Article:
There’s a new sport in Nebraska. (Actually, it’s an old one.) Cricket is gaining ground in America’s heartland through the most enthusiastic of sports fans: kids. Robyn Murray has the story from Omaha.
An excerpt from ” The Great Tamasha: Cricket, Corruption, and the Turbulent Rise of Modern India” by James Astill.
Cricket holds a special place in India’s social and popular culture. James Astill, author of ‘The Great Tamasha,’ joins Bill Littlefield to detail the evolution of the sport in India.
Imagine two nations that have more in common than most families. Then imagine four wars and a stockpile of nuclear weapons on both sides. This is the backstory each time India and Pakistan meet to play cricket. India and Pakistan recently played a three-game series in Delhi and Calcutta. Only A Game’s Ken Shulman was there.
On Christmas Day, India and Pakistan will begin their first bilateral cricket series in five years. Only A Game’s Ken Shulman is traveling to India for the matches, and spoke with Bill Littlefield about the significance of the series.
While celebrating his town’s 300th anniversary on Sunday, Bill Littlefield discovered a cricket match being played on a neighborhood field that many residents thought was named after a chirping insect.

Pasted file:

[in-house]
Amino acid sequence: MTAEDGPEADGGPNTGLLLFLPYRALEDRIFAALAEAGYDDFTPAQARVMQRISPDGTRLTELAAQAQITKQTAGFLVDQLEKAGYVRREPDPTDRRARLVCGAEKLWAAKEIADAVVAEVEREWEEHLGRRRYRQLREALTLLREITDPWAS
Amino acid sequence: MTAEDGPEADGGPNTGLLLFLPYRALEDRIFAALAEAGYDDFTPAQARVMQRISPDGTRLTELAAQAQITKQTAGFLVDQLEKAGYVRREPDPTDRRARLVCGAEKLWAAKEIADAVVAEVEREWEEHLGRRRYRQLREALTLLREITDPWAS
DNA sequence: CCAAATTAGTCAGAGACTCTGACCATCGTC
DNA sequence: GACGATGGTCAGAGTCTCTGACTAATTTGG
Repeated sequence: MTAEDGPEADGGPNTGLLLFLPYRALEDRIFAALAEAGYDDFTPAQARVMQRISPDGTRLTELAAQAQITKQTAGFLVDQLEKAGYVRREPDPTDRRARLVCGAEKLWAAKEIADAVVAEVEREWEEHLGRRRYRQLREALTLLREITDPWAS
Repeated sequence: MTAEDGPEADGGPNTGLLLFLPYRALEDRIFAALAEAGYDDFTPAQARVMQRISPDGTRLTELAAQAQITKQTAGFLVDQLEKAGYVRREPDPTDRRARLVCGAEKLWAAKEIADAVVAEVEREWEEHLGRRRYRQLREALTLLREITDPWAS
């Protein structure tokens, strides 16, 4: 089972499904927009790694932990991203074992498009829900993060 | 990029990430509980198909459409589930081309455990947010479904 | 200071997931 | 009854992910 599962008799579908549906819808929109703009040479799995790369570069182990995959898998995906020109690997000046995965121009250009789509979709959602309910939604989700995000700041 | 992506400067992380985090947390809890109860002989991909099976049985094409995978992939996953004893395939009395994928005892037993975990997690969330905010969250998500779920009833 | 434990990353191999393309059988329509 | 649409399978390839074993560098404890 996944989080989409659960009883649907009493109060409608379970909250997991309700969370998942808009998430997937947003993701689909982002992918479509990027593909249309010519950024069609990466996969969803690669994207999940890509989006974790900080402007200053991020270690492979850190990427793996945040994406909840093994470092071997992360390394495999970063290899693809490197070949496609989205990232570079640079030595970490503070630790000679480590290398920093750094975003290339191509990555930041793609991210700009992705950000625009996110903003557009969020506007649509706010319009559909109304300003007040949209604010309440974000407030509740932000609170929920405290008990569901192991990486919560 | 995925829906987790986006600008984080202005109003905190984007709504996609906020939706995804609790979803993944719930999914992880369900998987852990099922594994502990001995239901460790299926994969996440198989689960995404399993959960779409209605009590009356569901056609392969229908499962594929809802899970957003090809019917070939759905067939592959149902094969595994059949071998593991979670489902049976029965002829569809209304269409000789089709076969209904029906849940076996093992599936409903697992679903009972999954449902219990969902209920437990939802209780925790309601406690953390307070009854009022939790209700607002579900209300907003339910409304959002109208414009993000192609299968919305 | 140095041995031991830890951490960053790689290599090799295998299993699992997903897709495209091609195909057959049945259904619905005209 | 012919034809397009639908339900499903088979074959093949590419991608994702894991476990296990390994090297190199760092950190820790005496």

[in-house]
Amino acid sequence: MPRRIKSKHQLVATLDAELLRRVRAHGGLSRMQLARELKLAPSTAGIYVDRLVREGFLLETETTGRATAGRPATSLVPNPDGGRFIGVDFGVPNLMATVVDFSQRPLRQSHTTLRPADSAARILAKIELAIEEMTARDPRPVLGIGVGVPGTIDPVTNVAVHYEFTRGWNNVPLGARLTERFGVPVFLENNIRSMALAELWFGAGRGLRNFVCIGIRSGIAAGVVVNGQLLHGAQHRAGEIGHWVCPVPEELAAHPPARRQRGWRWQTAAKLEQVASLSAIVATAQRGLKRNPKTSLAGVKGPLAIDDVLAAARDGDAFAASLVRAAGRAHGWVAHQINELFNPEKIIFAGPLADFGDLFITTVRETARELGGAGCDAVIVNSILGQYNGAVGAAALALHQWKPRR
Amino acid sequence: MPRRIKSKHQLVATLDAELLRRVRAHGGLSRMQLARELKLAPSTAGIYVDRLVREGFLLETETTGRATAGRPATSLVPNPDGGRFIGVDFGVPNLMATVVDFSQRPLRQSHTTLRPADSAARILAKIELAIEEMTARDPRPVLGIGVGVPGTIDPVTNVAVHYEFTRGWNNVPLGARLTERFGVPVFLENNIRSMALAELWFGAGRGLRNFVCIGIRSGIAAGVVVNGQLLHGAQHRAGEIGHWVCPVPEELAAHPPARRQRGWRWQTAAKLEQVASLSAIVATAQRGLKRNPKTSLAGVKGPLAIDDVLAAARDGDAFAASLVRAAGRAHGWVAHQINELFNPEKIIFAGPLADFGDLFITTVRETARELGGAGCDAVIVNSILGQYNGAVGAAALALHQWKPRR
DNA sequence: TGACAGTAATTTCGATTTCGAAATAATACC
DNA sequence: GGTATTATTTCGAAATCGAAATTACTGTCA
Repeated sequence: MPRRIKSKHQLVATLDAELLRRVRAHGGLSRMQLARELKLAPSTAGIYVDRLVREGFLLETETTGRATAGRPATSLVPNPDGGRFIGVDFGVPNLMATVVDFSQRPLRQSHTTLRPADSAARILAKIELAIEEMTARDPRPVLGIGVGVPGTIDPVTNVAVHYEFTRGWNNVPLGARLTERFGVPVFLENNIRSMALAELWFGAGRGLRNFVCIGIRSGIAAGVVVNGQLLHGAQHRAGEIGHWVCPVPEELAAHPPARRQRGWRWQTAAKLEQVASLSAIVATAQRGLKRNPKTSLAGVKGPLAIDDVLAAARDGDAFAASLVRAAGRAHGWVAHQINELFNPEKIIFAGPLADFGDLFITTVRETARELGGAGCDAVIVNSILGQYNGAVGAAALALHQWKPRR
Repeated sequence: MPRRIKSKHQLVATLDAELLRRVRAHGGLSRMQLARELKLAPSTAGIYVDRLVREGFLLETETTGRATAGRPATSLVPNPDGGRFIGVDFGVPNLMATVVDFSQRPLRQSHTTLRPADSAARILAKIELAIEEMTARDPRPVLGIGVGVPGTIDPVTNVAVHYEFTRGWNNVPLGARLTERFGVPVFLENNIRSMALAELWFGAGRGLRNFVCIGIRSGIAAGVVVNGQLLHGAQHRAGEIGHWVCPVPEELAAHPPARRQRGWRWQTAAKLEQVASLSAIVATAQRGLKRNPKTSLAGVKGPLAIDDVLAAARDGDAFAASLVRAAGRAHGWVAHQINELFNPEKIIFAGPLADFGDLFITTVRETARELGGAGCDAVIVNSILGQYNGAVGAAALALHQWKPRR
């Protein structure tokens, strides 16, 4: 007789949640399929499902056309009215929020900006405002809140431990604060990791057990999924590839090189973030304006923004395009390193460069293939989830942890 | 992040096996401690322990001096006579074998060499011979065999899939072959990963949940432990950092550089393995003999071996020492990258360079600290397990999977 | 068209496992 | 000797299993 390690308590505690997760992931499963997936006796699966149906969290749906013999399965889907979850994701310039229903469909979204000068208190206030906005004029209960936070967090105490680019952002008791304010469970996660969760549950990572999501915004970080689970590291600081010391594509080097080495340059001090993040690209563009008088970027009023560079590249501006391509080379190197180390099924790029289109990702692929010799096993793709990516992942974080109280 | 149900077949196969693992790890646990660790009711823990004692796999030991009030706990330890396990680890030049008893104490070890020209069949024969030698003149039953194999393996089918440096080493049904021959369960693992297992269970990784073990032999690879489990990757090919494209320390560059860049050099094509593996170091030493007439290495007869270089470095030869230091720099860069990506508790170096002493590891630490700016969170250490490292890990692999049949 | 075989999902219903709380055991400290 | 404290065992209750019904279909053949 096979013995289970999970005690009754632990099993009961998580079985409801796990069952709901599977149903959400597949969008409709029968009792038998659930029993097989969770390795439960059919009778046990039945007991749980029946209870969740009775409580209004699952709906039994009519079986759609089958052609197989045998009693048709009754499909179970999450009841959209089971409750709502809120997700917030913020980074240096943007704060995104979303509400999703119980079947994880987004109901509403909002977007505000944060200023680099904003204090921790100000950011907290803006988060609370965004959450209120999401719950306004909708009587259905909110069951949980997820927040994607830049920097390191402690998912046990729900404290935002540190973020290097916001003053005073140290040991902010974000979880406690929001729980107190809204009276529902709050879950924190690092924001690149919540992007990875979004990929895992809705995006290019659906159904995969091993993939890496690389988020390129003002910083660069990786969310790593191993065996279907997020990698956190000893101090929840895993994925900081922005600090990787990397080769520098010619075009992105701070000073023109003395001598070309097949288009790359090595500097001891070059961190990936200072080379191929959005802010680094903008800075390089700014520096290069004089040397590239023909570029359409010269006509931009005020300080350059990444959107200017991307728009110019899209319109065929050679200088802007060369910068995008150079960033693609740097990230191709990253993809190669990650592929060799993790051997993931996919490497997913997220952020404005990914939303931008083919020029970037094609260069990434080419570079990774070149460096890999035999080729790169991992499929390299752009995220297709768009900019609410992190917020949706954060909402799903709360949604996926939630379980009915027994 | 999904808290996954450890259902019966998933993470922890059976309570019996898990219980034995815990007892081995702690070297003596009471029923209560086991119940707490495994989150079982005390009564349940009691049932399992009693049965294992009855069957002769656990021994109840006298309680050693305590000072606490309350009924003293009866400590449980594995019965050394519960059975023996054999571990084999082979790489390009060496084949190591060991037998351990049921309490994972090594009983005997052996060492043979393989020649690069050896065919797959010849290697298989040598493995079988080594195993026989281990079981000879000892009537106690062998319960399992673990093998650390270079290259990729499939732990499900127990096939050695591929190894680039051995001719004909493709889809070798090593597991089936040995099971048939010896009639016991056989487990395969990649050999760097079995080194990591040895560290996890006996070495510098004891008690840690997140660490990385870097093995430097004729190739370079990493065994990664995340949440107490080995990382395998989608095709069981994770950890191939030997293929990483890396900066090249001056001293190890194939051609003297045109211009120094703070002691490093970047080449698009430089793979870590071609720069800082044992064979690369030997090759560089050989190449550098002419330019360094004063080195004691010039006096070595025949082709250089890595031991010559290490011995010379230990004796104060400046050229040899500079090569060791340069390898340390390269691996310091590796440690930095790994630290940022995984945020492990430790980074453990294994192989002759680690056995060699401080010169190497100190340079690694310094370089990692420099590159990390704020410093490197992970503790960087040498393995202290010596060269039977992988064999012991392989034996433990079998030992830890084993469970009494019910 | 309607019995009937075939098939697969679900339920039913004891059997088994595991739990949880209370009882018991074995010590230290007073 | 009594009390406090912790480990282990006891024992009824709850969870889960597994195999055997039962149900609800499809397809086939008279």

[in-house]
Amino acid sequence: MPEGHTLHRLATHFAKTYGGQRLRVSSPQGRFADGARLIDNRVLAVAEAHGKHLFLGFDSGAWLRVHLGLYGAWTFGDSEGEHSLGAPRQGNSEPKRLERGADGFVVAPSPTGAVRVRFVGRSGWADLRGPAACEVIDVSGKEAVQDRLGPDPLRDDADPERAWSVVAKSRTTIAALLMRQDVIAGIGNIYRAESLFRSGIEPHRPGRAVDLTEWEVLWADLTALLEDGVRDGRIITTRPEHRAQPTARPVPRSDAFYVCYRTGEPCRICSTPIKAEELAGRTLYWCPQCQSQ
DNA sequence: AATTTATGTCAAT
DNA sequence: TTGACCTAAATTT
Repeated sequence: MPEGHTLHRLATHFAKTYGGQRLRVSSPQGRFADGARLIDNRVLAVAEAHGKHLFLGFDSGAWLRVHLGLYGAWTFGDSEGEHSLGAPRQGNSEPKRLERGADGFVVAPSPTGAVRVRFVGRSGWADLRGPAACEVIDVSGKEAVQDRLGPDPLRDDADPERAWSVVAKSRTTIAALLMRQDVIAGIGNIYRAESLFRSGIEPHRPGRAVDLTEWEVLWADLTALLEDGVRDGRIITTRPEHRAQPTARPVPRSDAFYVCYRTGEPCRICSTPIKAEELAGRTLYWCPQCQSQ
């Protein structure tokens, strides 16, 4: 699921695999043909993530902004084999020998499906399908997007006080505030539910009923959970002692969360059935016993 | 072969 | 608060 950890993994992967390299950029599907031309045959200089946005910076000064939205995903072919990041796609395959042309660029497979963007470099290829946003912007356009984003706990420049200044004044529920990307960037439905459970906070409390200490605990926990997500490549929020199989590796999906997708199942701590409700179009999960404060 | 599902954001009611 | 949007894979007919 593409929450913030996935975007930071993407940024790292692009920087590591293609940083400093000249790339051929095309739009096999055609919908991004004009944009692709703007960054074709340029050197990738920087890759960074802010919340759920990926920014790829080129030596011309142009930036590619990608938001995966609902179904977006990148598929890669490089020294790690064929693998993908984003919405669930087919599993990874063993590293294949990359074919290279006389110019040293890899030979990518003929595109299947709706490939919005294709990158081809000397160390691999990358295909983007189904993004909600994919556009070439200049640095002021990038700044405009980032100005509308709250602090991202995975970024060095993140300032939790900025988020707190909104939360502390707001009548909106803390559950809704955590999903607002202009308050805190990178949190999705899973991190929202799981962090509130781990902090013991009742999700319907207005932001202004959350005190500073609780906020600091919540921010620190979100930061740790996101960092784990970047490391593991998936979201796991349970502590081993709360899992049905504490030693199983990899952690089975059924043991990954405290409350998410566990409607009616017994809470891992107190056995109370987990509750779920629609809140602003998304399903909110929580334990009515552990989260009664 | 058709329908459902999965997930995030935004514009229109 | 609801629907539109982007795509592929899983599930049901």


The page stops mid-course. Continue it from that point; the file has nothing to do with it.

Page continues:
Cricket may be a popular sport in the rest of the world, but it hasn’t caught on in the United States. That may be changing in New York as the city’s public schools are promoting cricket as part of their athletic program. Only A Game’s Ron Schachter reports on the emergence of batsmen and bowlers […]
“With this bullseye, I thee wed.” Bill has the story of hunters getting married in a tree stand. Also, these old books about cricket can’t be worth anything … or can they? Read Bill’s latest post about the wackier side of sports.
Angus Bell’s book, Batting on the Bosphorus: A Liquor Fueled Cricket Tour through Eastern Europe, might not teach you much about the game of cricket. But, Bill Littlefield says, it will keep you laughing.